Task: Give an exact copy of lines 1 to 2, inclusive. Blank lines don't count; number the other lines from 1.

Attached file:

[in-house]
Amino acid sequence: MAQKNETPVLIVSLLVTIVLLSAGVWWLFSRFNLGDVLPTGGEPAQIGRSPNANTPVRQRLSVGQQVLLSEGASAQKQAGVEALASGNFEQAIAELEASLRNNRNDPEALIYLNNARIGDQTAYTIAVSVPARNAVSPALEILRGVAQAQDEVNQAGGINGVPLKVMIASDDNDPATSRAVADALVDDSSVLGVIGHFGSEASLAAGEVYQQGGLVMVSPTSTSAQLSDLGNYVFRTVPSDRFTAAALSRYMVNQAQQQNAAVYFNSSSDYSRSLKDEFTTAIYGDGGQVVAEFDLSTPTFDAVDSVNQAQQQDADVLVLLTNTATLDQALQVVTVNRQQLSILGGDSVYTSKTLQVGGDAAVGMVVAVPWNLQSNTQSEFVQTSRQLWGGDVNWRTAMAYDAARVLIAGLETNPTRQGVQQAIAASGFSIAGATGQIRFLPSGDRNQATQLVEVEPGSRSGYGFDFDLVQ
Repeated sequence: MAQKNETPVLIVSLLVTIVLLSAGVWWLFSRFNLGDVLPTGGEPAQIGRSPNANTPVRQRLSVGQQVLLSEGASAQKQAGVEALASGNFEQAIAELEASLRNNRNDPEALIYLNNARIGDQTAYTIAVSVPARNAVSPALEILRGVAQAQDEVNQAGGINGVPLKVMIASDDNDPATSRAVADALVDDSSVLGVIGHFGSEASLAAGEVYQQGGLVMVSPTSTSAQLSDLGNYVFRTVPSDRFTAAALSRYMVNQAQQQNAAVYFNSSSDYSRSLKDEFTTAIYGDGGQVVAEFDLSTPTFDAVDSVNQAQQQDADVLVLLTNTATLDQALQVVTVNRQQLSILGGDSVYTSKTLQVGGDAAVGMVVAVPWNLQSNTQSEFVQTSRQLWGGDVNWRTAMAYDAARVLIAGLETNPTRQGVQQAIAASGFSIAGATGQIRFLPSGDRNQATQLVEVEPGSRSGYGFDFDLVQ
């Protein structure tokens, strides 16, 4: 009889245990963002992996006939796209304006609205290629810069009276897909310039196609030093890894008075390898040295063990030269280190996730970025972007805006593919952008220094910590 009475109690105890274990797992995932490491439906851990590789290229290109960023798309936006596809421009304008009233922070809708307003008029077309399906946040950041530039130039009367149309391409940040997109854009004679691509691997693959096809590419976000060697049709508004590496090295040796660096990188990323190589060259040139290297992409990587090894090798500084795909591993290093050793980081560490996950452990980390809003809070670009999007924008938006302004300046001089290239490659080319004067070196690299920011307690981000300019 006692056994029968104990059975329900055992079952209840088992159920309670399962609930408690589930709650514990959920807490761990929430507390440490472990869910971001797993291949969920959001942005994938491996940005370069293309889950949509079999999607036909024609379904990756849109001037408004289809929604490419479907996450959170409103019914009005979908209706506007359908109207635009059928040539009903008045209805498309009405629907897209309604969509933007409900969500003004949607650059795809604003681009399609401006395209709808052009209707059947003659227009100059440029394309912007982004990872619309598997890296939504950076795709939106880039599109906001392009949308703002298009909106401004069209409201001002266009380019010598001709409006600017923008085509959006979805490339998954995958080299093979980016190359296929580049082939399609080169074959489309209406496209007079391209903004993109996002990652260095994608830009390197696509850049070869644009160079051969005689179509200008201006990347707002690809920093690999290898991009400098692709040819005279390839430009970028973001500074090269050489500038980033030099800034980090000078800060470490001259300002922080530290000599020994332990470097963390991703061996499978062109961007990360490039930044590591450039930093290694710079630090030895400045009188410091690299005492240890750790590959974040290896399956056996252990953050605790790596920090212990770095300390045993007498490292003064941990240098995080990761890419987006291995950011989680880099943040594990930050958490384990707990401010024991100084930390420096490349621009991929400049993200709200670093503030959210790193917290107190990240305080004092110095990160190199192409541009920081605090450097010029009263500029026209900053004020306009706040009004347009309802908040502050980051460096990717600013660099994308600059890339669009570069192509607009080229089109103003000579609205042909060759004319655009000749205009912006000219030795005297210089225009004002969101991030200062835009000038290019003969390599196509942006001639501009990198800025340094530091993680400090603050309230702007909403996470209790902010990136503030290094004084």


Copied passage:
[in-house]
Amino acid sequence: MAQKNETPVLIVSLLVTIVLLSAGVWWLFSRFNLGDVLPTGGEPAQIGRSPNANTPVRQRLSVGQQVLLSEGASAQKQAGVEALASGNFEQAIAELEASLRNNRNDPEALIYLNNARIGDQTAYTIAVSVPARNAVSPALEILRGVAQAQDEVNQAGGINGVPLKVMIASDDNDPATSRAVADALVDDSSVLGVIGHFGSEASLAAGEVYQQGGLVMVSPTSTSAQLSDLGNYVFRTVPSDRFTAAALSRYMVNQAQQQNAAVYFNSSSDYSRSLKDEFTTAIYGDGGQVVAEFDLSTPTFDAVDSVNQAQQQDADVLVLLTNTATLDQALQVVTVNRQQLSILGGDSVYTSKTLQVGGDAAVGMVVAVPWNLQSNTQSEFVQTSRQLWGGDVNWRTAMAYDAARVLIAGLETNPTRQGVQQAIAASGFSIAGATGQIRFLPSGDRNQATQLVEVEPGSRSGYGFDFDLVQ